public death threats, and the counter-demonstrator who attacked Judy
Bonds in plain view was given the lightest possible charge. When police
protection is needed for demonstrators, it is frequently unavailable.
Letters to the editor
In contrast, activists arrested in protests are facing criminal conspiracy Appalachian Voice welcomes letters to the editor and comments on our website. Letters are subject to editing
charges and heavy fines. Journalists who trespass while covering protests due to space limitations (letters can be read in full on our website). The views expressed in these letters, and in
are having their cameras and equipment confiscated. Instant police pres- personal editor responses, are the opinions of the authors and are not necessarily the views of the organization
ence at demonstrations is a given. Appalachian Voices. Write to editor@appvoices.org.
In short, the West Virginia state government is performing as a sub-
ordinate branch of the coal industry, administering unequal justice in an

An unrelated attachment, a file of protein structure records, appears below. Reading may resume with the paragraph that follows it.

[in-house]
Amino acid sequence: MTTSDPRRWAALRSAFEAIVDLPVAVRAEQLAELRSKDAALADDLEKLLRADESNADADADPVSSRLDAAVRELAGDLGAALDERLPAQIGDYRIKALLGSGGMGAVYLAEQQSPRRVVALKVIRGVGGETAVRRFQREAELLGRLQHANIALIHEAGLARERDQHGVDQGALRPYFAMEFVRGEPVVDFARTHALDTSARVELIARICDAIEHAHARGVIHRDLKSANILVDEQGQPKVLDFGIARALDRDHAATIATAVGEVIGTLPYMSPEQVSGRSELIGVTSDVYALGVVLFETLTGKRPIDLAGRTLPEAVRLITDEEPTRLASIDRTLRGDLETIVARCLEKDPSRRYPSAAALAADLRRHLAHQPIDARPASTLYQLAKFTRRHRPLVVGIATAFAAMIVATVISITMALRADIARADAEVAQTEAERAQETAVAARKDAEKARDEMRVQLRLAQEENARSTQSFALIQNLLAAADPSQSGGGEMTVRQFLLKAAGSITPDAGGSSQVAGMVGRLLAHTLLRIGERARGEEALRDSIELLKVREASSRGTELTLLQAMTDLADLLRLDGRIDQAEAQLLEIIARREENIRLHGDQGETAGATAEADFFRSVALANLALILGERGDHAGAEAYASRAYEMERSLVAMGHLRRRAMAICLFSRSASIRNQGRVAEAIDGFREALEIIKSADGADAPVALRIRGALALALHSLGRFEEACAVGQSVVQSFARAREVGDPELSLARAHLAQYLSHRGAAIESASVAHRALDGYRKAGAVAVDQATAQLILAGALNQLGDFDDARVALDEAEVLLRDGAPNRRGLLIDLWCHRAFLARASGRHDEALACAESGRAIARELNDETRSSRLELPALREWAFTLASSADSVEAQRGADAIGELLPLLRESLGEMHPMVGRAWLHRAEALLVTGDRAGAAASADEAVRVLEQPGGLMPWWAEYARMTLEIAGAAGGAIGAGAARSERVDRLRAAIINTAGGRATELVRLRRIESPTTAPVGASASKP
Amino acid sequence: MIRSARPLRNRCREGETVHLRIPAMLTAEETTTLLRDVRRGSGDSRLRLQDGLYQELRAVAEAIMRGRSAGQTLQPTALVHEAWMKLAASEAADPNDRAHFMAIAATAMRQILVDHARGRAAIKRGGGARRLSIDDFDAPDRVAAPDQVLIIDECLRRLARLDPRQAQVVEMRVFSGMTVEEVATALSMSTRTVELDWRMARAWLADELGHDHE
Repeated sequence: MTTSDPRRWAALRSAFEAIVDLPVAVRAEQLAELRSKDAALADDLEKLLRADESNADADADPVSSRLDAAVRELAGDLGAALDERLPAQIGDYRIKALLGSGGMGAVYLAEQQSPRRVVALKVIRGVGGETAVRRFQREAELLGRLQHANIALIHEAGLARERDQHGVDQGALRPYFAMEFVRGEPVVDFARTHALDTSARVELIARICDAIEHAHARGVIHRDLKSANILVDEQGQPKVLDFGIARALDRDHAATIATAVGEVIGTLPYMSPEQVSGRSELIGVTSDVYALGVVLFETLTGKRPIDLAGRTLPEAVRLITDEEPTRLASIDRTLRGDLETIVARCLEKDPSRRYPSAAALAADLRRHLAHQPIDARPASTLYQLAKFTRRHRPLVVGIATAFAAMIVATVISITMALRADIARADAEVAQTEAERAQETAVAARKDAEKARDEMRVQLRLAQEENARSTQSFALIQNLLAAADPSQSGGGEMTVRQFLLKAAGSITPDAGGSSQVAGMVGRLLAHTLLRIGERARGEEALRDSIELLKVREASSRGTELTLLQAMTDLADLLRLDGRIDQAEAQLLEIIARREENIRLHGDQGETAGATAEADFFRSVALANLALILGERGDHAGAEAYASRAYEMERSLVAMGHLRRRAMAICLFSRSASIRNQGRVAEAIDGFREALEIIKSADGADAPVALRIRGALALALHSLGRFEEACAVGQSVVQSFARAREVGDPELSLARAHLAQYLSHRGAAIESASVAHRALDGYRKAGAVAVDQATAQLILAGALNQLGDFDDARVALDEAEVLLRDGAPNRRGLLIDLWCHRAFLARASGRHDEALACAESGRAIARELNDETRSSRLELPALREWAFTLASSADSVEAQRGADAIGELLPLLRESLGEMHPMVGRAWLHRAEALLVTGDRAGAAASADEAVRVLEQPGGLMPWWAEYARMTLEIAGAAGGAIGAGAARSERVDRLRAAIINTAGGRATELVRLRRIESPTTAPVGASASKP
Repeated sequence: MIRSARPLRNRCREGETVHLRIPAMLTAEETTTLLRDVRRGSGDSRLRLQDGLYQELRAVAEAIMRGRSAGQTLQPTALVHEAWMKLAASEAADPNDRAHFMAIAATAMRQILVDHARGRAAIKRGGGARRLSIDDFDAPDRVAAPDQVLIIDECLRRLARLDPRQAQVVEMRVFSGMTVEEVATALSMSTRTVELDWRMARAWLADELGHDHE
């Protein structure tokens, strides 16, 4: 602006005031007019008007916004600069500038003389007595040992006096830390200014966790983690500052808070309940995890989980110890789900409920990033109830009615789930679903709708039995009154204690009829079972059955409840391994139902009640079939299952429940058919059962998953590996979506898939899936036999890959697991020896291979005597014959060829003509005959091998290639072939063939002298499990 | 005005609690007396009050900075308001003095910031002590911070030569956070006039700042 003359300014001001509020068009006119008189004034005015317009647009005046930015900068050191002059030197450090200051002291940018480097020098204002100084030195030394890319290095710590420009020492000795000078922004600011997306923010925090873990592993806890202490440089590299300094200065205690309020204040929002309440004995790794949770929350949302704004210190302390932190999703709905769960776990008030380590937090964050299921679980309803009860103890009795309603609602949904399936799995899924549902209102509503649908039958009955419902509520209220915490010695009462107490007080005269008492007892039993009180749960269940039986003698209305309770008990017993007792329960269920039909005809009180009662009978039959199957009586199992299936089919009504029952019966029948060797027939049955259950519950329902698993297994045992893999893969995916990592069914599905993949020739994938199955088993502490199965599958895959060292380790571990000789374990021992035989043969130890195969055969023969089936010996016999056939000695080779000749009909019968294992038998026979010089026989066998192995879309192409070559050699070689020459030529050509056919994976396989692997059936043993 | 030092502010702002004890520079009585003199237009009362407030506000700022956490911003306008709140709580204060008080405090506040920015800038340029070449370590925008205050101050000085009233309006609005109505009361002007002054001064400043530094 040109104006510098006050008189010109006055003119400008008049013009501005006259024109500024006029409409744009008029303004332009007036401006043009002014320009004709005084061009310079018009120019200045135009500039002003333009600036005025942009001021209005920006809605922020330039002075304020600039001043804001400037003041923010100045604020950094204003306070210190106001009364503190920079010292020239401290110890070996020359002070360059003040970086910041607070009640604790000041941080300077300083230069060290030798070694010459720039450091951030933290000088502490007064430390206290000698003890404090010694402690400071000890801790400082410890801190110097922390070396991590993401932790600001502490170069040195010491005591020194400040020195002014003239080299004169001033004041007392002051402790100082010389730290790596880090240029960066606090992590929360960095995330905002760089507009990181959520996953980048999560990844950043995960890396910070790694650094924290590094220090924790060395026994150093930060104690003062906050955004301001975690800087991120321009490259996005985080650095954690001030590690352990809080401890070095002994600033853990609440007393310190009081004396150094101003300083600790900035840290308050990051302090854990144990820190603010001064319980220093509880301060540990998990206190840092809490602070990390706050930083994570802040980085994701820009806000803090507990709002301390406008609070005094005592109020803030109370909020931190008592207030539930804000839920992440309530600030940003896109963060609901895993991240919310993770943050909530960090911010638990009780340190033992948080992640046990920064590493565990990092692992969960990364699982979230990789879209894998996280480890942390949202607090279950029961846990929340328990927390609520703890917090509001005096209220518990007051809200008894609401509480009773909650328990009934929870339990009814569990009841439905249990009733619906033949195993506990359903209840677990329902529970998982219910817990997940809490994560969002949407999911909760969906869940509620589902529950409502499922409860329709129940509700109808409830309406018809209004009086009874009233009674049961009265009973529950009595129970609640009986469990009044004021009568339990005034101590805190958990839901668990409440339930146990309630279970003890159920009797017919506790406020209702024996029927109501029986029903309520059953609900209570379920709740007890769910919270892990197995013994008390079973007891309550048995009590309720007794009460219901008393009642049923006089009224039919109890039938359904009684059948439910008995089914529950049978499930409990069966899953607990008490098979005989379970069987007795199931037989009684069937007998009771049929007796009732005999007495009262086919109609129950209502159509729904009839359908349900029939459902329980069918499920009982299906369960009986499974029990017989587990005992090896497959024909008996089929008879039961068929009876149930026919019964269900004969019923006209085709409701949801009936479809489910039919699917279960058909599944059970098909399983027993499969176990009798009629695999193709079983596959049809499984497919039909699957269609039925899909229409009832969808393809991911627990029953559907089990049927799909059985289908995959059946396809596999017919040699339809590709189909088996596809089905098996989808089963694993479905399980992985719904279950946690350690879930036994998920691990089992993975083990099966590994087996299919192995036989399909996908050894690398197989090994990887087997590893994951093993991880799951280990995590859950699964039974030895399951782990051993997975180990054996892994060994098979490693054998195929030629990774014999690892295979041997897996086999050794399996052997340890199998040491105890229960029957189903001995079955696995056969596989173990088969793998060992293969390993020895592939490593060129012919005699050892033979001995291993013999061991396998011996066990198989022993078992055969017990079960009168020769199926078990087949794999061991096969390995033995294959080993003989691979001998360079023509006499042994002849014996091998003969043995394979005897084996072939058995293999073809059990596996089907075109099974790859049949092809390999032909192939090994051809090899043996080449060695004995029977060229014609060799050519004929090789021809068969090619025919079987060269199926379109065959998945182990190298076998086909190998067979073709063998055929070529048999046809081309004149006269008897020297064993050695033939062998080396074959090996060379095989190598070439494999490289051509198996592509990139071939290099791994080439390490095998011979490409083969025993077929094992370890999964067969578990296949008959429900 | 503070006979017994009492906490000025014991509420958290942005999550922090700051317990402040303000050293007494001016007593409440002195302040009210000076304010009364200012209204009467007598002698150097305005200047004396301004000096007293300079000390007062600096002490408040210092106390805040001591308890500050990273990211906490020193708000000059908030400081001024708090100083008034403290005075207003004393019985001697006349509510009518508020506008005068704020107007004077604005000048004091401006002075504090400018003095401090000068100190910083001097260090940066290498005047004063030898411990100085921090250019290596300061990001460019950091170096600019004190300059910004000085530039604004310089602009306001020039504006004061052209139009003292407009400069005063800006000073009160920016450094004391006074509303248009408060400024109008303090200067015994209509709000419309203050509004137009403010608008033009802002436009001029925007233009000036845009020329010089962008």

escalating climate of violence. More News, Less Fluff numerous journals, magazines, and on the
Dear Editor, internet. I dont expect to find in this kind
of newsletter articles about kayaking, trail
Dirty Coal Forgeries A number of years ago while visiting
the Southern Appalachians for birding building, and gardening. This information
Just when we thought the debate over clean coal couldnt get and botanizing, I picked up a copy of your can easily be found elsewhere.
any dirtier, the news breaks that pro-coal lobbying groups have been newsletter and I have been an avid reader But the remainder of the June/July 2009
caught forging letters to Congress. They have opposed carbon trading of it ever since. It has encouraged me to issue is VERY interesting and appropriate.
in the name of civil rights groups, university women and the aging, take many trips to the area since, which, of It contains much information about events
appropriating their logos and making up names of staff members. course, helps the local economy in many and issues that concern the Appalachian